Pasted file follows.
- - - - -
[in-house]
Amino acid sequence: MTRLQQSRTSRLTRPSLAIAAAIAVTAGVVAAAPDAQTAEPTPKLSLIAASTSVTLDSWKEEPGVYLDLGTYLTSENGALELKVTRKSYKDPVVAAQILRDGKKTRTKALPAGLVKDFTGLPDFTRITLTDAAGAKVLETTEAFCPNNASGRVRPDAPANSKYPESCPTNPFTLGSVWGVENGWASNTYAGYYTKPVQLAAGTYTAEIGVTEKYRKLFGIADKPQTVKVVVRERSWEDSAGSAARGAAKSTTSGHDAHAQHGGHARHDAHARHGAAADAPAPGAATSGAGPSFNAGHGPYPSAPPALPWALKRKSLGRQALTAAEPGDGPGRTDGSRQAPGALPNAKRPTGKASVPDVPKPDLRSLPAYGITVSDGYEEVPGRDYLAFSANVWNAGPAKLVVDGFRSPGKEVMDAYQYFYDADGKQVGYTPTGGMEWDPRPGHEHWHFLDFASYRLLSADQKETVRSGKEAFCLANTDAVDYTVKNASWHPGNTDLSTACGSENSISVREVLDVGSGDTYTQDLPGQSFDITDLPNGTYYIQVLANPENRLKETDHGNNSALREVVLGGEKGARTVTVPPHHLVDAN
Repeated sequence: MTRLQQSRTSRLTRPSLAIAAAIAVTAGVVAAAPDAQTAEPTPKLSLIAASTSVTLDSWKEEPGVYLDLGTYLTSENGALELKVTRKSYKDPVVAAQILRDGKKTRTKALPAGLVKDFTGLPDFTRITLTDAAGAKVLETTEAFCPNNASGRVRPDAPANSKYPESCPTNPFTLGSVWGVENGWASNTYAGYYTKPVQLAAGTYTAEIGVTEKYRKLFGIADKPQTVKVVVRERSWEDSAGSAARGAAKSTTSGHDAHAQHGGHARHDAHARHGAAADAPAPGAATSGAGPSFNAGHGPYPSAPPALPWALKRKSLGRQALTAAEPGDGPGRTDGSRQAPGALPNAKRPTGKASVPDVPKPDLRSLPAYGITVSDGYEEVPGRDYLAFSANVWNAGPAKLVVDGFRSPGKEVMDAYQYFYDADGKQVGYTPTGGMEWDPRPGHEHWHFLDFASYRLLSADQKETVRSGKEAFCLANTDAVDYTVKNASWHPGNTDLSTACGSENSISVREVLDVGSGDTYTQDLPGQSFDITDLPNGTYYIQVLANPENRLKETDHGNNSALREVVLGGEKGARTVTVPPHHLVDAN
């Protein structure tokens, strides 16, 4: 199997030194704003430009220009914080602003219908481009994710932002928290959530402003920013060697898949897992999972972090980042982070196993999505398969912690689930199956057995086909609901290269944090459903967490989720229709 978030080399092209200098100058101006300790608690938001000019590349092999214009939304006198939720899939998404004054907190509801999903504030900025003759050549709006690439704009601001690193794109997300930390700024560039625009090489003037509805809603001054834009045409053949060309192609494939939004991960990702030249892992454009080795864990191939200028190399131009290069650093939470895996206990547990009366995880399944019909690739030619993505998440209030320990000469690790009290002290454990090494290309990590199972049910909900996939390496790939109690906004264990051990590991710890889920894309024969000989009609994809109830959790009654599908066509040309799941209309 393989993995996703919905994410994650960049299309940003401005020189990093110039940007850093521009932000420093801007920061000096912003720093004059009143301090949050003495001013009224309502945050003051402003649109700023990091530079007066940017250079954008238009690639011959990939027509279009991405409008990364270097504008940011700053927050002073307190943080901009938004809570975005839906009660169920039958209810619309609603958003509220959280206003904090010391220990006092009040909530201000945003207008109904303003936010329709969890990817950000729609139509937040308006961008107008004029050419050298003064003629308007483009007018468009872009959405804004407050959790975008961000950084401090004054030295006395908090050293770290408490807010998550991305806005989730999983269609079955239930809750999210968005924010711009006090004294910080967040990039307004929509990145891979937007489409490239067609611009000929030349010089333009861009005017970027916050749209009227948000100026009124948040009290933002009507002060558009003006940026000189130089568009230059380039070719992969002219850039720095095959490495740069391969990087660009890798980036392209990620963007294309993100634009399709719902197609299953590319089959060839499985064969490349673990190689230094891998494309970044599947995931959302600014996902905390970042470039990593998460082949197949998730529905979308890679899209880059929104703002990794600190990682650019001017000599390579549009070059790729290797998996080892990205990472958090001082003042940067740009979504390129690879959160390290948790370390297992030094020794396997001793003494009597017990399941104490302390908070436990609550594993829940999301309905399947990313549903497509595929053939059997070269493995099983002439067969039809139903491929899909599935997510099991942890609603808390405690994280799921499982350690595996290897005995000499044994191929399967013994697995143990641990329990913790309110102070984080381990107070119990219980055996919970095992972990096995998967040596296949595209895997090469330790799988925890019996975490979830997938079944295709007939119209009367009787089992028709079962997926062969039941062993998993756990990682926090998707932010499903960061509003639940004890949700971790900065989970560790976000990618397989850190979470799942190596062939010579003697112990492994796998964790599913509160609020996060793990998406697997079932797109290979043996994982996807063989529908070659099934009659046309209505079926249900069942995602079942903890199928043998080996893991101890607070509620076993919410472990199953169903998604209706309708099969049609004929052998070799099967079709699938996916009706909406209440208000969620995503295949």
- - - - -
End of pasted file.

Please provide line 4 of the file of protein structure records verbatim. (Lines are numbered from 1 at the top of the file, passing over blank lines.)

């Protein structure tokens, strides 16, 4: 199997030194704003430009220009914080602003219908481009994710932002928290959530402003920013060697898949897992999972972090980042982070196993999505398969912690689930199956057995086909609901290269944090459903967490989720229709 978030080399092209200098100058101006300790608690938001000019590349092999214009939304006198939720899939998404004054907190509801999903504030900025003759050549709006690439704009601001690193794109997300930390700024560039625009090489003037509805809603001054834009045409053949060309192609494939939004991960990702030249892992454009080795864990191939200028190399131009290069650093939470895996206990547990009366995880399944019909690739030619993505998440209030320990000469690790009290002290454990090494290309990590199972049910909900996939390496790939109690906004264990051990590991710890889920894309024969000989009609994809109830959790009654599908066509040309799941209309 393989993995996703919905994410994650960049299309940003401005020189990093110039940007850093521009932000420093801007920061000096912003720093004059009143301090949050003495001013009224309502945050003051402003649109700023990091530079007066940017250079954008238009690639011959990939027509279009991405409008990364270097504008940011700053927050002073307190943080901009938004809570975005839906009660169920039958209810619309609603958003509220959280206003904090010391220990006092009040909530201000945003207008109904303003936010329709969890990817950000729609139509937040308006961008107008004029050419050298003064003629308007483009007018468009872009959405804004407050959790975008961000950084401090004054030295006395908090050293770290408490807010998550991305806005989730999983269609079955239930809750999210968005924010711009006090004294910080967040990039307004929509990145891979937007489409490239067609611009000929030349010089333009861009005017970027916050749209009227948000100026009124948040009290933002009507002060558009003006940026000189130089568009230059380039070719992969002219850039720095095959490495740069391969990087660009890798980036392209990620963007294309993100634009399709719902197609299953590319089959060839499985064969490349673990190689230094891998494309970044599947995931959302600014996902905390970042470039990593998460082949197949998730529905979308890679899209880059929104703002990794600190990682650019001017000599390579549009070059790729290797998996080892990205990472958090001082003042940067740009979504390129690879959160390290948790370390297992030094020794396997001793003494009597017990399941104490302390908070436990609550594993829940999301309905399947990313549903497509595929053939059997070269493995099983002439067969039809139903491929899909599935997510099991942890609603808390405690994280799921499982350690595996290897005995000499044994191929399967013994697995143990641990329990913790309110102070984080381990107070119990219980055996919970095992972990096995998967040596296949595209895997090469330790799988925890019996975490979830997938079944295709007939119209009367009787089992028709079962997926062969039941062993998993756990990682926090998707932010499903960061509003639940004890949700971790900065989970560790976000990618397989850190979470799942190596062939010579003697112990492994796998964790599913509160609020996060793990998406697997079932797109290979043996994982996807063989529908070659099934009659046309209505079926249900069942995602079942903890199928043998080996893991101890607070509620076993919410472990199953169903998604209706309708099969049609004929052998070799099967079709699938996916009706909406209440208000969620995503295949």